This spreading-out happens in many circumstances, even down to the team level. Think about it: When a Game team arrives at a location, there's always the one guy who jumps out of the van and runs flat-out to get the clue, then the rest of the team who tumble out after it's parked, and finally the driver, who has to lock up. (If it's Sunday morning, there may also be one or two nappers who stay behind.)

With twenty-plus teams, the atomic units become clusters of teams instead of individual team members. But with a smaller number of teams--say, three in the Hogwarts dry run, or seven in the Portland DASH--I believe players recognize each other more easily, and they're more aware of where they are in the pack. If a team thinks they're falling behind, they may think about taking a hint sooner.

Nobody likes being left behind. With only seven teams, you'll know when you've encountered most of them. With twenty teams, there are some you're never going to see, and unless told otherwise by GC, you can always hold out hope that some of them are still behind you; therefore you have less motivation to speed up your solving.

Conclusions

This is just an observation. I don't think this is a problem that requires fixing, but if confirmed, it will be useful for other GCs to know. Your dry runs will not show the same spread as your full event, and if your event is small, you won't see much of a spread at all. This will affect your timeline and staffing requirements. Plan accordingly!

5 comments:

Greg said...

An alternative explanation might be that playtesting in general tends to be a little more mellow than the actual game- there doesn't seem to be as much at "stake", whatever that means. I have no idea how DASH felt up there- but with no points, free hints, and a new genre altogether for the area, it wouldn't surprise me if it had a similar feel to a Bay Area dry run.

I've been in 2 dry runs (Paparazzi and Hogwarts), and neither time do I remember being especially interested taking hints because of what the other teams were doing. We took hints when we were banging our heads against walls and making no progress.

Also, in the Hogwarts playtest, I think all 3 teams were more or less evenly matched, so the spread was probably going to stay smaller because of that more than anything else.

Dan said...

Your theory seems to be that with fewer teams, the spread will be less, because there's more awareness of your standing?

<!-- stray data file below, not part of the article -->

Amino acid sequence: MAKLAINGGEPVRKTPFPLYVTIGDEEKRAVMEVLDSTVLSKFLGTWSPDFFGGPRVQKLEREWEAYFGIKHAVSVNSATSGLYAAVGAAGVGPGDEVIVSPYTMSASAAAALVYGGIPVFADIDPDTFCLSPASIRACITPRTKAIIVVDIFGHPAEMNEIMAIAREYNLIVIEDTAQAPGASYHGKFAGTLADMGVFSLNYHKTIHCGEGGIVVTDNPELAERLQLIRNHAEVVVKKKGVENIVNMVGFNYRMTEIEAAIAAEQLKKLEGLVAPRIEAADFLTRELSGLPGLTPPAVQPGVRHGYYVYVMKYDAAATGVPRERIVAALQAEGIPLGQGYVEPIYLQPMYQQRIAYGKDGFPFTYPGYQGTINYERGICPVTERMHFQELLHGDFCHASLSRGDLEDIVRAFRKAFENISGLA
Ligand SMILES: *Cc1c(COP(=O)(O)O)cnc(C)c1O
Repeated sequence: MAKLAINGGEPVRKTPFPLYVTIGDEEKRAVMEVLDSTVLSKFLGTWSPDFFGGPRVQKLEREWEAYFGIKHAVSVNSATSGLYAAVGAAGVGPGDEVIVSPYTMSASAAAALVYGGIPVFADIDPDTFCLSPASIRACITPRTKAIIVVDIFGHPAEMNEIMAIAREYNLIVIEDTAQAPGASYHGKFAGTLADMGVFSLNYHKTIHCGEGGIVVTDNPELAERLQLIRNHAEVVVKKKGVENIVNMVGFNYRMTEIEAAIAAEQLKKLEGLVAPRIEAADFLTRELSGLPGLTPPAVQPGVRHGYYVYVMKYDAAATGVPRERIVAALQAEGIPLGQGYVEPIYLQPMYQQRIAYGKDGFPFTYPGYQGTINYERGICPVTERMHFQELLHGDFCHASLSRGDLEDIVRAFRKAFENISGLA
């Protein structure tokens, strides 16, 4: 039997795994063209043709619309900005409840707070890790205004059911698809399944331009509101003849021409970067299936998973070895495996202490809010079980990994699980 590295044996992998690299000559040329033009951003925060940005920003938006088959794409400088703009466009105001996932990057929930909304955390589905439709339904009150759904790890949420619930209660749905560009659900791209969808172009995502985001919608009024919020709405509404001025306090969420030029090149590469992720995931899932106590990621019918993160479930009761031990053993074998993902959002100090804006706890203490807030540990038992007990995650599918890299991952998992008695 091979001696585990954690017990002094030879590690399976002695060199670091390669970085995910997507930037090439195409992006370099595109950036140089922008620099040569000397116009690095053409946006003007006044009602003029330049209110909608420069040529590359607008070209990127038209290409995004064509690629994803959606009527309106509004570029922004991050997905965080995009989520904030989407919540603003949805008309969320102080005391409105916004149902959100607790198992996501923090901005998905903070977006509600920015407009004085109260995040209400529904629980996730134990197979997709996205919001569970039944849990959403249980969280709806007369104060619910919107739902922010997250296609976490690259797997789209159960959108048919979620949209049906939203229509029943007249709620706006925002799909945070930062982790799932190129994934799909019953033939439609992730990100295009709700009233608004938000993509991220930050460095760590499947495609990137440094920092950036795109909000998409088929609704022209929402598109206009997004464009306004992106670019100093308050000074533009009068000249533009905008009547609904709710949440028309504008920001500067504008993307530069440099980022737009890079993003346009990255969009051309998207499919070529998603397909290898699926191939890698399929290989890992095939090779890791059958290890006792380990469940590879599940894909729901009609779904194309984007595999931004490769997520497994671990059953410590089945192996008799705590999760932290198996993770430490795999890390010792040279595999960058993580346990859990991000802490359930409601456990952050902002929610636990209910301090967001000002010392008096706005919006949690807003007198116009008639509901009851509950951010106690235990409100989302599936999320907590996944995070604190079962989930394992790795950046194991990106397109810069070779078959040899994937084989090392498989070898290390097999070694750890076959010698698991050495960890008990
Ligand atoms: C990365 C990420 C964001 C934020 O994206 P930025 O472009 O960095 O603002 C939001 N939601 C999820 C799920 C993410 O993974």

That's an interesting theory, but I'm doubtful. Like Greg, I think it's more about the fact that playtests have a very different psychological feel to them, and that you rarely have a curve-breaking uber-team on a playtest.

(Also, statistics can be deceptive. The expected maximum for a sample of 25 normally distributed values is almost 2 sigma; for a sample of 3 it's only ~0.75 sigma.)

Anyway, if your theory is correct, that means you'd see a smaller spread if teams were more aware of their position? It would be interesting to see if the type of online leaderboard used in BANG 25 has any effect on player behavior.

CKL said...

Thanks for the comments!

Greg: You're right about playtests being more mellow than actual events; it definitely reduces the competitive tension a little. As for teams being "evenly matched," I would argue that psychology is more important than ability in determining how quickly clues get solved, because you can always choose to take a hint.

Dan: Thanks for bringing the math. :) I would be very curious about the BANG 25 data, if that ever gets published. However, seeing a number on a scoreboard is very different from seeing a team pass you by in person. I'd argue that the latter is much more demoralizing and thus motivating.

Chris Roat said...

In the Portland DASH, the relay concept might have been a subconscious glue that held teams together. The lead team at a clue might be less willing to take hints to forge ahead and create a gap, knowing in the back of their mind that it may inconvenience GC a little. The trailing team might feel opposite - they never want to lose sight of the team in front for the same reason.

As for Hogwarts, I'd agree with Greg's math logic, plus small number statistics. With one sampling of 3 teams, its very probable to end up with 3 evenly matched teams.

Greg said...

Matching in playtests is interesting. In Seattle (For the MS intern events, at least), organizers try to deliberately unbalance the playtest- coming up with a "fast team" and a "slow team", and using the difference to get a very vague idea of how much spread to expect.

Though there's certainly more of a need for it in those cases. The expected spread is even broader than most other events, as most of the interns have never seen an event like this before but there are a few who've won a Mystery Hunt or two. (And you have a bigger pool of potential playtesters, because you have all the MS employees who know they can't participate any other way)